Setting: An office in the department of global health at a large North American university

Scenario: The associate dean of global health at a North American university is meeting in her office with a second-year medical student who recently completed an international elective in West Africa. The student requested the meeting because he has felt troubled and had difficulty focusing on his coursework since returning home.

The student explains that these feelings mainly stem from the many differences he noticed in the way healthcare is delivered in West Africa in comparison to his home country. For example, he witnessed several patients with terminal illnesses suffering in crowded hospital wards without privacy or analgesic medications. The student remains distressed by the memory of the discomfort and perceived lack of dignity available to these patients.

The medical student also relates how he was taken aback by the limited therapeutic options offered to patients with serious illnesses or poor prognoses during his elective. Whereas his training emphasizes pursuing any available worthwhile intervention, the medical student found that local physicians oftentimes do not attempt any form of treatment for these patients. In one instance, he proposed several treatment options for a patient with advanced pulmonary disease, all of which were rejected by local hospital physicians as being impractical, costly, or futile.

Finally, the medical student explains that he observed many patients deferring to their physicians on important medical decisions, with little effort being made by hospital staff to ensure that patients and their families are informed about their condition and the implications of treatment. The student also observed hospital staff performing procedures and administering medications without seeking the patient’s consent.

The medical student describes how he has felt isolated since returning home and that no one around him can relate to his experiences. He concludes by saying that he has a strong desire to be involved in humanitarian healthcare in the future, but feels disempowered about the root causes of the situations that he experienced and what he can do about them. The associate dean must now decide how she can best support and guide this student. The situation also prompts her to reflect on whether there are ways that the university’s international elective program could be adapted to better prepare students prior to electives, and support them during the elective and following their return.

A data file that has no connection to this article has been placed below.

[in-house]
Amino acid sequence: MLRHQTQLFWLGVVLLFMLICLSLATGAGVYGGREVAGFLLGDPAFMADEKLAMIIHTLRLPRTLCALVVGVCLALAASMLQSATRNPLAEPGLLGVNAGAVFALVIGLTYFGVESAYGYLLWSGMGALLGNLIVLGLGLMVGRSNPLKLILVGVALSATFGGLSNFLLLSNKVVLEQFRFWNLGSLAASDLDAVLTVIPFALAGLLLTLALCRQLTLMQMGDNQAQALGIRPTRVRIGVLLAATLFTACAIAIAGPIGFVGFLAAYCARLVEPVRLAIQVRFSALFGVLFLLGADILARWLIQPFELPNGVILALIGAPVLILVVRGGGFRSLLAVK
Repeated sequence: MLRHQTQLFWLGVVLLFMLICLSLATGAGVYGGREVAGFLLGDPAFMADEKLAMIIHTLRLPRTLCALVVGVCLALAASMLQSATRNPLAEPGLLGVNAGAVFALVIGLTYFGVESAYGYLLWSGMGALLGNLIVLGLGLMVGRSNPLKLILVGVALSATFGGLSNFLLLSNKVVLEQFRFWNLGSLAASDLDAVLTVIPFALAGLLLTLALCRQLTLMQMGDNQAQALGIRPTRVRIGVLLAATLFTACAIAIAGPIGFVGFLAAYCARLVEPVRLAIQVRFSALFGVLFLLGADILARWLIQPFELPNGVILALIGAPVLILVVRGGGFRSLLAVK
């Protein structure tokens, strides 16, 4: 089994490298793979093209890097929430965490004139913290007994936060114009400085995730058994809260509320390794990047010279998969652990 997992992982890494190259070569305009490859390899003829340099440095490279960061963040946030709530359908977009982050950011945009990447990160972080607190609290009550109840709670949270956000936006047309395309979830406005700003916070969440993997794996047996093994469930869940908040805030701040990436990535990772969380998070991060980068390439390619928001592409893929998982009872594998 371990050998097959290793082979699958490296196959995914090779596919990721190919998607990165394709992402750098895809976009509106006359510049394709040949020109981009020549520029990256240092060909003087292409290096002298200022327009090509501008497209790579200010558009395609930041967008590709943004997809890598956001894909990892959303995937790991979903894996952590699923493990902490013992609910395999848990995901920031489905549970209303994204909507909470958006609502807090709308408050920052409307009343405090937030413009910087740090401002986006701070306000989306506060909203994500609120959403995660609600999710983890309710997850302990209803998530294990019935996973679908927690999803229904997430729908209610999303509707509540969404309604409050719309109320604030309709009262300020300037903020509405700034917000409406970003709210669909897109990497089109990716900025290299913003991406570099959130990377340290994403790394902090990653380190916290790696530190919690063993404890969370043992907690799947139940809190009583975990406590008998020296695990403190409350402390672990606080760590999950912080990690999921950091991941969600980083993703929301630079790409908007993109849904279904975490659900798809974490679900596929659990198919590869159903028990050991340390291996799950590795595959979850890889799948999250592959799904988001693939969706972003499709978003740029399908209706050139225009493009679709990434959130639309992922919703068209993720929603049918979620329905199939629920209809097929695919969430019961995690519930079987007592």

Analysis: Apply this case to the Humanitarian Healthcare Ethics Analysis Tool (HHEAT). The HHEAT  is intended to facilitate discussion and deliberation for those involved in ethically challenging situations and will assist humanitarian healthcare workers in implementing well-considered decisions.  The six steps are designed to help you or your team structure reflection and deliberation on the ethical dilemma presented in the case study. You may skip questions that appear less relevant to the issue or explore dimensions pertinent to the context but not listed in the tool.

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Disclaimer: Case studies in the Student Case Study Series are based on the reflections of healthcare students on ethical challenges experienced in humanitarian health care contexts. While the stories presented in the cases draw on real events and the accounts of real persons, many stories are composites in which similar experiences are woven together. In all of the stories, details such as names, dates, locations, career and life stage, gender, and profession have been changed, obscured, or omitted. Any resemblance the stories may bear to actual persons, places, and events is co-incidental.

While the stories often aim to show what the protagonist is thinking or feeling, the Humanitarian Healthcare Ethics Research Group’s intent as the stories’ author is not to suggest that the values and assumptions held by a story’s protagonist are those of all or many students engaged in humanitarian healthcare learning experiences. Similarly, the values, opinions and actions of a protagonist or other actors in a story should not be understood to reflect those of, or be endorsed by, the Humanitarian Healthcare Ethics Research Group.

How to cite: Humanitarian Healthcare Ethics. 2014. Student Case Study Series: Root Causes of Differences in Healthcare Delivery between Countries. www.humanitarianhealthethics.net.

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